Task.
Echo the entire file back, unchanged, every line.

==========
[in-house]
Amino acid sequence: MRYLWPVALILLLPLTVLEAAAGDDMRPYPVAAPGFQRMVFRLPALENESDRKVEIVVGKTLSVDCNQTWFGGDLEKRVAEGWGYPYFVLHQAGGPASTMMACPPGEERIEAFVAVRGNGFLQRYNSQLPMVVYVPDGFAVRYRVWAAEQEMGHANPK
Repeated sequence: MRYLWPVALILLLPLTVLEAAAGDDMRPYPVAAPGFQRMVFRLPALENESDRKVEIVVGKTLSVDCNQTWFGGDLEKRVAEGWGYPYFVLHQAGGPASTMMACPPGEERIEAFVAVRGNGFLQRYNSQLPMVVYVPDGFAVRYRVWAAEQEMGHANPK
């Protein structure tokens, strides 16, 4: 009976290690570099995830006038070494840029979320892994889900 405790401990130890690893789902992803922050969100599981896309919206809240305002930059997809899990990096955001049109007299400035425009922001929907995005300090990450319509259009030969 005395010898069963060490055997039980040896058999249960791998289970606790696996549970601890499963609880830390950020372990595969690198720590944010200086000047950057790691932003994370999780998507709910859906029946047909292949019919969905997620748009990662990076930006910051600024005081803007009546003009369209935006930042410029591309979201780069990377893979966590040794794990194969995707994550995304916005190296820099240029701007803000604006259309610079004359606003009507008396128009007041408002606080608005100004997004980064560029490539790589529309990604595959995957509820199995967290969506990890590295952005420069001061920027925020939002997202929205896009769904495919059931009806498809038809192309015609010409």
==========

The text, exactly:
[in-house]
Amino acid sequence: MRYLWPVALILLLPLTVLEAAAGDDMRPYPVAAPGFQRMVFRLPALENESDRKVEIVVGKTLSVDCNQTWFGGDLEKRVAEGWGYPYFVLHQAGGPASTMMACPPGEERIEAFVAVRGNGFLQRYNSQLPMVVYVPDGFAVRYRVWAAEQEMGHANPK
Repeated sequence: MRYLWPVALILLLPLTVLEAAAGDDMRPYPVAAPGFQRMVFRLPALENESDRKVEIVVGKTLSVDCNQTWFGGDLEKRVAEGWGYPYFVLHQAGGPASTMMACPPGEERIEAFVAVRGNGFLQRYNSQLPMVVYVPDGFAVRYRVWAAEQEMGHANPK
């Protein structure tokens, strides 16, 4: 009976290690570099995830006038070494840029979320892994889900 405790401990130890690893789902992803922050969100599981896309919206809240305002930059997809899990990096955001049109007299400035425009922001929907995005300090990450319509259009030969 005395010898069963060490055997039980040896058999249960791998289970606790696996549970601890499963609880830390950020372990595969690198720590944010200086000047950057790691932003994370999780998507709910859906029946047909292949019919969905997620748009990662990076930006910051600024005081803007009546003009369209935006930042410029591309979201780069990377893979966590040794794990194969995707994550995304916005190296820099240029701007803000604006259309610079004359606003009507008396128009007041408002606080608005100004997004980064560029490539790589529309990604595959995957509820199995967290969506990890590295952005420069001061920027925020939002997202929205896009769904495919059931009806498809038809192309015609010409």